Ask anyone to name the greatest TV show of all time and chances are they’ll cite recent success stories like ‘The Wire‘, ‘The Sopranos’, maybe ‘Mad Men’ or at a push, ‘Lost’. But if you are old enough to have seen it when it was first unleashed upon unsuspecting audiences 20 years ago, there can be only one answer: ‘Twin Peaks’. This collection came out last week in the UK.
An unholy amalgamation of 80’s teen flick, soap opera melodrama and classic whodunit, all served with a healthy side-order of skin-crawling surrealism, the show brought cinematic style and arthouse invention crashing into the living room. It paved the way for envelope-pushing, big-budget series like ‘The X-Files’ (David Duchovny even appears here in a rather fabulous minor role) and the recent Depression-era freakshow, ‘Carnivale’. Without David Lynch’s groundbreaking vision, TV today would certainly be much more conservative and predictable. And once you are converted, it may still seem just that . . .
The whole show is kick-started and haunted by the discovery of teen-queen Laura Palmer’s washed-up, plastic-wrapped corpse, with actress Sheryl Lee disturbingly resplendent in drowned blue and glittering silt – as indelible an image as H.R. Giger’s demonic defications of his dead muse. From there it is up to disarmingly dapper FBI agent Dale Cooper (Kyle McLachlan) to use his ‘unique’ (to say the least) sensibilities and sleuthing to help the police bring peace to their sleepy mountain town.
Lynch himself called upon many muses for his show, most of them tantalizingly fresh to his audience – from plucky Donna to sassy Audrey, adulterous Shelly to exotic Josey, these roles run the gamut from scared, dysfunctional youth to sultry femme fatales, each actress often having to portray their individual character’s journey back and forth across this spectrum. The fact they were relatively unknown lets them inhabit and become their characters entirely. It also had the unfortunate effect of casting a shadow over their subsequent careers – most were so effective here that audiences were inevitably disappointed with and disconnected from their future performances, irrespective of merit. The show was and is that powerful.
Yet here they are forever crystallised, as sweet as Coop’s fetishised cherry pie, their film-noir-inspired appeal still as strong and steamy as a cup of Norma’s deep black ’joe.’ The men – young and old, good and bad – that orbit around them all have their appeal, and every character is given an irresistibly unpredictable arc. The parents in particular – especially Laura’s intensely grief-stricken mother and father, Sarah and Leland – provide some of the show’s most memorable and moving moments.
Everything is given added resonance by Angelo Badalamenti’s remarkable score, able to shift the mood from romance to menace, poignancy to hilarity, with just a few notes or a change in arrangement. The themes are occasionally elevated to transcendental effect by the siren’s call of Julee Cruise’s heartrendingly delicate vocals. The singer even crops up in the show at points, in typically audacious Lynch fashion (as does the director himself, in an especially quirky and entertaining role).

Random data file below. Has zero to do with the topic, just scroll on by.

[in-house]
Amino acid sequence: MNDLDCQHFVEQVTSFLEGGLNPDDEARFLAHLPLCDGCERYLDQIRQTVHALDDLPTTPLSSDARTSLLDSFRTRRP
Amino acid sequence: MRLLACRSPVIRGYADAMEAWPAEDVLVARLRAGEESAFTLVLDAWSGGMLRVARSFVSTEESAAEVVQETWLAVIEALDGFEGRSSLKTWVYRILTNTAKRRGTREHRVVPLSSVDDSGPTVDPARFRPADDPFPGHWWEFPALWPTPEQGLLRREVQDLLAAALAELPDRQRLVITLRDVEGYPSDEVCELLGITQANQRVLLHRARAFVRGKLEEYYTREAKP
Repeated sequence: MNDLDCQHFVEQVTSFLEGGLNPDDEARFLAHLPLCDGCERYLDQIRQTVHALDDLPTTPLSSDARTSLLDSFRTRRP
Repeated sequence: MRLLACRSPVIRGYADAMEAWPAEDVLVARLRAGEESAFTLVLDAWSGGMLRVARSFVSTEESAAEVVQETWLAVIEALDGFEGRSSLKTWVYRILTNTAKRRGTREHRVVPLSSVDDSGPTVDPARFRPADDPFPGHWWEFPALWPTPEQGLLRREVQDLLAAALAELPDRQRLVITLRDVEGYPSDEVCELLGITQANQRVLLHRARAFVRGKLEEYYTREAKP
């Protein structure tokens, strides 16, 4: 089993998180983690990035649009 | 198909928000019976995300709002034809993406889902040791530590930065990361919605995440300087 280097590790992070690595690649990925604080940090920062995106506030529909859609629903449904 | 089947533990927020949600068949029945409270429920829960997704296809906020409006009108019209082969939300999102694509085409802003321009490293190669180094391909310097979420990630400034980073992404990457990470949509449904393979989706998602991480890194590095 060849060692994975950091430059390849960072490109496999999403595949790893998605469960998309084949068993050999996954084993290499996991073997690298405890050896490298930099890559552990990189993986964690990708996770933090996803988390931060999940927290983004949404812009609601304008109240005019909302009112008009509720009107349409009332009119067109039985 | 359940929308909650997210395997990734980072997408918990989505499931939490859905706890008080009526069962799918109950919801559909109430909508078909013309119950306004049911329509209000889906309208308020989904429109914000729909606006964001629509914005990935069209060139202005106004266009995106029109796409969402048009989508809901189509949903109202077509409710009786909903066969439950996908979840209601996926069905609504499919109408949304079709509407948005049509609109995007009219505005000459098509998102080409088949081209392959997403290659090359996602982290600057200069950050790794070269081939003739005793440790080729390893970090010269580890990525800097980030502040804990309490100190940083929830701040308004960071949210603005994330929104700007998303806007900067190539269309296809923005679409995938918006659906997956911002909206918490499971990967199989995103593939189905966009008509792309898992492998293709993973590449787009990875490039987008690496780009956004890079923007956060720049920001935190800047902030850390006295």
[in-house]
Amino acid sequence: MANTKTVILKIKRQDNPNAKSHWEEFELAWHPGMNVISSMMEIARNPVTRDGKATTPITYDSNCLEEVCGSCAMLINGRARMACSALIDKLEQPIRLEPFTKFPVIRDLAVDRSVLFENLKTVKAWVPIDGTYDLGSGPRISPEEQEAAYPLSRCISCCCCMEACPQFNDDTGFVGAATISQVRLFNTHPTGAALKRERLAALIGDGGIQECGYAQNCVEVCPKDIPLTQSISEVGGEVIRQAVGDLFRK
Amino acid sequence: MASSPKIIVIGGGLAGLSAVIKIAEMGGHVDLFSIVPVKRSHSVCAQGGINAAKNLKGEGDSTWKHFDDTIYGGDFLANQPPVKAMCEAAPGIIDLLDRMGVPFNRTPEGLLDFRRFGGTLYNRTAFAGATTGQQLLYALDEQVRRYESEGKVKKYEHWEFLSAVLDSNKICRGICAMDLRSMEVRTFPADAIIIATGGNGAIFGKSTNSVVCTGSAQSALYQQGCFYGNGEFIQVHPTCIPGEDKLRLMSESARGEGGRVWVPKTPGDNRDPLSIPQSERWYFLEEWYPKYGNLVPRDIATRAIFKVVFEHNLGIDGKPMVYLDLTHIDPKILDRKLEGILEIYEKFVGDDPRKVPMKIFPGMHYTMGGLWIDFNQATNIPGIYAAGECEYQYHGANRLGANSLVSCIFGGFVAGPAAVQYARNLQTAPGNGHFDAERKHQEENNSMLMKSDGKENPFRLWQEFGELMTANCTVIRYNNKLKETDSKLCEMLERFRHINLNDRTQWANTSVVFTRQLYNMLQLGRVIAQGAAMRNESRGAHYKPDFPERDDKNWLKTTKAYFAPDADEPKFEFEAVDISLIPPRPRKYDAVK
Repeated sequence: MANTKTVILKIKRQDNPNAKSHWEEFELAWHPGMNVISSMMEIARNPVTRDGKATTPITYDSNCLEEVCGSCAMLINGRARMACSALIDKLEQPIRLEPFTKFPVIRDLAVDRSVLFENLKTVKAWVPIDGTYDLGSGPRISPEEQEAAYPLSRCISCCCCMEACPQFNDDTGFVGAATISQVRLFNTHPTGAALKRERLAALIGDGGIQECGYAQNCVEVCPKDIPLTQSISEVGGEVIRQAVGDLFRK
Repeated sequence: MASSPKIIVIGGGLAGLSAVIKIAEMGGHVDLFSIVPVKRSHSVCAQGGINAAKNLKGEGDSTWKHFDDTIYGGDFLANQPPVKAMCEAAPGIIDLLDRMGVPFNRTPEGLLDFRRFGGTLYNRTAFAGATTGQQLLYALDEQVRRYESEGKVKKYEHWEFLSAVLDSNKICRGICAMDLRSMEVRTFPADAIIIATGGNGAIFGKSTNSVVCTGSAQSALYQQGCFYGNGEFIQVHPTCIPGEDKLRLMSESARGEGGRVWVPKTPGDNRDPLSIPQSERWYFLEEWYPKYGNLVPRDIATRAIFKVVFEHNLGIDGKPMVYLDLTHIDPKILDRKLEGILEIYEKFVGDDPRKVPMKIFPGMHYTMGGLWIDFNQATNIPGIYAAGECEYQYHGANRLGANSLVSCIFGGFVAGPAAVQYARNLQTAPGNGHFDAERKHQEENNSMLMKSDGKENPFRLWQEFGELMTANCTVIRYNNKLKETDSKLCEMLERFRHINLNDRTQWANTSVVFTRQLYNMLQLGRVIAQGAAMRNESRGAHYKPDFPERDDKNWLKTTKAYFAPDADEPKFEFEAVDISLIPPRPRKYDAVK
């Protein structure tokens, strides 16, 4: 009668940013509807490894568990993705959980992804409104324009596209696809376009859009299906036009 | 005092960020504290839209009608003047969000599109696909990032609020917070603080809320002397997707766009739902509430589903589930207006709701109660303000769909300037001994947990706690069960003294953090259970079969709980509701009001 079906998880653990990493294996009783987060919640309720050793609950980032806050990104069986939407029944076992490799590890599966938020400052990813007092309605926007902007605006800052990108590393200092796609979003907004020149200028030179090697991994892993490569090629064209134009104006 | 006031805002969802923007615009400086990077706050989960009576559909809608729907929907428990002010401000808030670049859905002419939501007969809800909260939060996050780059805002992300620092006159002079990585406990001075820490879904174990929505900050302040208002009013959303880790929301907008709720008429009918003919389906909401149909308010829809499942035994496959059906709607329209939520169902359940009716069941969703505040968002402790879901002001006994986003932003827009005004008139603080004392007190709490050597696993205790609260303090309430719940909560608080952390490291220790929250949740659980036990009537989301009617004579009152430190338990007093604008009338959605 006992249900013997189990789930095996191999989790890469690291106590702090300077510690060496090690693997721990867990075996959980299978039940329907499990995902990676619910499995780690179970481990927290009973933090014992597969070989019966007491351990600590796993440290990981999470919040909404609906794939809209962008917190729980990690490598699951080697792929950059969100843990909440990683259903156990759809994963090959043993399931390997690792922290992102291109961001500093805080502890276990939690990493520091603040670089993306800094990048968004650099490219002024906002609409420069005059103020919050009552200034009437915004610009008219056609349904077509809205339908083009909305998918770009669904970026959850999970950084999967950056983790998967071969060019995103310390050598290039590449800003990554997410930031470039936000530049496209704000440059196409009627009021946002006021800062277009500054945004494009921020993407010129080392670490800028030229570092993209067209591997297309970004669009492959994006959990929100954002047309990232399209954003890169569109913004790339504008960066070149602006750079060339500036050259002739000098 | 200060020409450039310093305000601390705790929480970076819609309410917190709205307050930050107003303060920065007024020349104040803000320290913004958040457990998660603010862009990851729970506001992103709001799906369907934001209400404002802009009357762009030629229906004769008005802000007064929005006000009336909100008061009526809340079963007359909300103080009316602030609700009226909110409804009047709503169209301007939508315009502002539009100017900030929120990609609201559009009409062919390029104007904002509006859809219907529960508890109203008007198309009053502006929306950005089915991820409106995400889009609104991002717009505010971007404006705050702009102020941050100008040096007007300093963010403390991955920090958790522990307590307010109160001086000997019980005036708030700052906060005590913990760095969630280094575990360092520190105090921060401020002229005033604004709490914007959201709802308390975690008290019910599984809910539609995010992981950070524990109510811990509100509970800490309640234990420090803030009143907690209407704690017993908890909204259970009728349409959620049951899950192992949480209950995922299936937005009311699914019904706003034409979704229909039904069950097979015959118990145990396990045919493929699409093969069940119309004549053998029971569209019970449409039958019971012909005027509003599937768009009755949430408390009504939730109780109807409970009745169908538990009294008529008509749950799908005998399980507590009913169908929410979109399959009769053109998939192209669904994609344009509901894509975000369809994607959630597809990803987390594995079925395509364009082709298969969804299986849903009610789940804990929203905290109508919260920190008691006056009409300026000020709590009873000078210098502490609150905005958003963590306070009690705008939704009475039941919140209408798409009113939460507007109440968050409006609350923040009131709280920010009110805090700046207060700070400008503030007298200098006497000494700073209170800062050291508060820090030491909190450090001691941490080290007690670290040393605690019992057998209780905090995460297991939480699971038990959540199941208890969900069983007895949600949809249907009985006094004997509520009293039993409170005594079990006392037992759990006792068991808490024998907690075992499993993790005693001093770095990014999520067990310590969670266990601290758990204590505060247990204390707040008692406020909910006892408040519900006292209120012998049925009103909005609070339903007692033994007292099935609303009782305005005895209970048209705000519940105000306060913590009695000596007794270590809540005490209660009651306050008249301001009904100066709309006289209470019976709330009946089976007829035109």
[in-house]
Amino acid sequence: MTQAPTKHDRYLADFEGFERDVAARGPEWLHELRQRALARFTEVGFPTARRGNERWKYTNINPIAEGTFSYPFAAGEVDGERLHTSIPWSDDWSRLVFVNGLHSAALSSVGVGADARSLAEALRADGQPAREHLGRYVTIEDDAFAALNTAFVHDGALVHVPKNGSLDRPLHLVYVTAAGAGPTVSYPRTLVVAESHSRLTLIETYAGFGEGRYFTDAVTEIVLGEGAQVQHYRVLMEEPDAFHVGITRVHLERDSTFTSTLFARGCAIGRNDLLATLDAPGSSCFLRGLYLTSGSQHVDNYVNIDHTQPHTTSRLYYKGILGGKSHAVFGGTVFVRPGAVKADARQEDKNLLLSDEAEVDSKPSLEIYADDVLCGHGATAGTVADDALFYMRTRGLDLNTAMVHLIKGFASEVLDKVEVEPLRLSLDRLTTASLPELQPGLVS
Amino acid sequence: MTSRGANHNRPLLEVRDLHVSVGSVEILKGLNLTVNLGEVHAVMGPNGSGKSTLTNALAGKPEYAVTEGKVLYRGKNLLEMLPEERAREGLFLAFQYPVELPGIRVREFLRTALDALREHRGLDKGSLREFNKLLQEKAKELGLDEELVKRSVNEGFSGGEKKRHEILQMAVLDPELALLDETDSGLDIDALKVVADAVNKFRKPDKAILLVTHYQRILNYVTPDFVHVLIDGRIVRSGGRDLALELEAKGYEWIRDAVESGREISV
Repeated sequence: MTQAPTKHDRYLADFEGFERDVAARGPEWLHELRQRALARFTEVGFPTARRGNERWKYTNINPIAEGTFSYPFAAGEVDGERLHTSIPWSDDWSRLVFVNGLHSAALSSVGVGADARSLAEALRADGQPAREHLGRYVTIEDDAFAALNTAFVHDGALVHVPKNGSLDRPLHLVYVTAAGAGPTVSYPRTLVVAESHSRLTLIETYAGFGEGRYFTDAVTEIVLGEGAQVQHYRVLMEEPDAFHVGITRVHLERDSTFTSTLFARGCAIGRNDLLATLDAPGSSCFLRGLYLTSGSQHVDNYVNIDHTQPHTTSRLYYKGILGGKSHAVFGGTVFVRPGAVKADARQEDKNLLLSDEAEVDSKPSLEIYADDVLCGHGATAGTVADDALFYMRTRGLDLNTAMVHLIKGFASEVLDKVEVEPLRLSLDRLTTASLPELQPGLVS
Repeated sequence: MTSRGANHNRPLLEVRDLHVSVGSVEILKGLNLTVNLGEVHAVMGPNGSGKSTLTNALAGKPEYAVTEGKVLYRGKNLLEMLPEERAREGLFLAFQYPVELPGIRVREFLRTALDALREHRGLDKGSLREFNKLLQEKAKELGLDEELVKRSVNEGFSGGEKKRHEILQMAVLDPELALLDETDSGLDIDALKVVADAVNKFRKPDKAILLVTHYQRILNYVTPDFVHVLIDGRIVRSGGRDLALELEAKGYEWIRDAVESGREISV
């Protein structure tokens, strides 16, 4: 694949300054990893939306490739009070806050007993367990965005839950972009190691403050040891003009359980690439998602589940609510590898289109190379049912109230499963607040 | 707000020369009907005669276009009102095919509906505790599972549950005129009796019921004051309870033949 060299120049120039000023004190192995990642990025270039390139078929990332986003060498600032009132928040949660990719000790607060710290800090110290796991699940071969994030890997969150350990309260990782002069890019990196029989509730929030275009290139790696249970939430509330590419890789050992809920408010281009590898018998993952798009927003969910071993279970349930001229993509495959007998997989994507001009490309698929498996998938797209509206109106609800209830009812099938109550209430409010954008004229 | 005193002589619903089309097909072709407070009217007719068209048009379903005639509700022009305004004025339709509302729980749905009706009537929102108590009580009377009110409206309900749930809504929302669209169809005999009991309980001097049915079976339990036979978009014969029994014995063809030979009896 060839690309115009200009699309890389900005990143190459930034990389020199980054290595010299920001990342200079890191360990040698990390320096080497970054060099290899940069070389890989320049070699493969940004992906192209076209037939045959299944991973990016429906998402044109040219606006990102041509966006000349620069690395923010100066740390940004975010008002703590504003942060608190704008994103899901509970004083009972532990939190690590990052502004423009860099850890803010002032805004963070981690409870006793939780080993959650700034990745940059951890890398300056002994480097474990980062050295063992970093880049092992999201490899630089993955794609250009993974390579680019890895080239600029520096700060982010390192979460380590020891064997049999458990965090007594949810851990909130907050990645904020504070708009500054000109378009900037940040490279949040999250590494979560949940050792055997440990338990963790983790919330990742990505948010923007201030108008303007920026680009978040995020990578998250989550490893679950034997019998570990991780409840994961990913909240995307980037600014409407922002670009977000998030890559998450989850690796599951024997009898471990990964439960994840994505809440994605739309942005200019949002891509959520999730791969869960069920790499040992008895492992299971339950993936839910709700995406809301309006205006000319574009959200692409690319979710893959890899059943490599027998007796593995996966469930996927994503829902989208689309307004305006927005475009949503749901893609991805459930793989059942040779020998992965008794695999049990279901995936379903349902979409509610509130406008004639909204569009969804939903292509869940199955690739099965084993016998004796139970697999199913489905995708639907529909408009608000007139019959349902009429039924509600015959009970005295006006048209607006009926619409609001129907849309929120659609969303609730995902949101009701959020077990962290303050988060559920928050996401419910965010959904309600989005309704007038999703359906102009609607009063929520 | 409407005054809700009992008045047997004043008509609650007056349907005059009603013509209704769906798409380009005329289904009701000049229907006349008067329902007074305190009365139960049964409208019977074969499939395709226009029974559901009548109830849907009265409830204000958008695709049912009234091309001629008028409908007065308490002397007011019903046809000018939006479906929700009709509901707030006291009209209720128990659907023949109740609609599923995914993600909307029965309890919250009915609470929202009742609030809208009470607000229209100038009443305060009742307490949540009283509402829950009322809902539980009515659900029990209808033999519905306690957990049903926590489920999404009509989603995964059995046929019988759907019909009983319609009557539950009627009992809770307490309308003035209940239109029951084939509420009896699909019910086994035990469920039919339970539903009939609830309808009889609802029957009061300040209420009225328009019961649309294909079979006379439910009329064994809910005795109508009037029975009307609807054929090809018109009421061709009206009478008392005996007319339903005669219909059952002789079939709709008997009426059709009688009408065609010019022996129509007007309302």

Many have been turned off by the show’s snowballing strangeness and its steadfast refusal to offer comforting resolutions to its many mysteries. The detective aspect of the story encourages audiences to participate in the mystery ourselves, letting us put the pieces together and forcing us to interpret many events however we please. This may seem frustrating for those used to current shows like ‘NCIS’, where each episode is self-contained and everything is explained in the end. ‘Twin Peaks’ is painted on a broader canvas, and while it loses clarity and becomes a little less consistent in the middle of the marathon second season, its overall otherworldly quality is undeniable. It offers all the best that David Lynch has to offer – the small-town seediness of ‘Blue Velvet’, the manic romance of ‘Wild At Heart’, the life-affirming fairytale of ‘The Straight Story’, the disturbingly schizophrenic journeys of ‘Lost Highway’ and ‘Mulholland Drive’.
However, at its heart, ‘Twin Peaks’ is ultimately about love and loss – from parent to child, between troubled teens and their lovers – universal themes that anyone can engage with. The characters journey from innocence to corruption and often back again, and every one of them keeps you coming back for more. That the programme remains compulsive and rewarding even after Lynch stepped increasingly away from it when the first season ended is mostly down to the exceptionally imaginative universe he created for the second season’s array of writers and directors to play with. One episode is never enough, even for those who have experienced it previously – once it weaves its almost narcotic spell on you, you may find yourself staying up late, writing off a weekend, or even taking a week off work to delve more fully into its magical but sinister world. That ‘Twin Peaks’ still has this power 20 years on is testament to its brilliance, and it is a pleasure to see it finally given the love it deserves with this glorious box-set, complete with illuminating extras and gorgeous gold packaging. Whether you’re revisiting ‘Twin Peaks’ or new to its unique charms, you need this box-set – it’s a treasure you’ll want to return to time and again. Buy it now!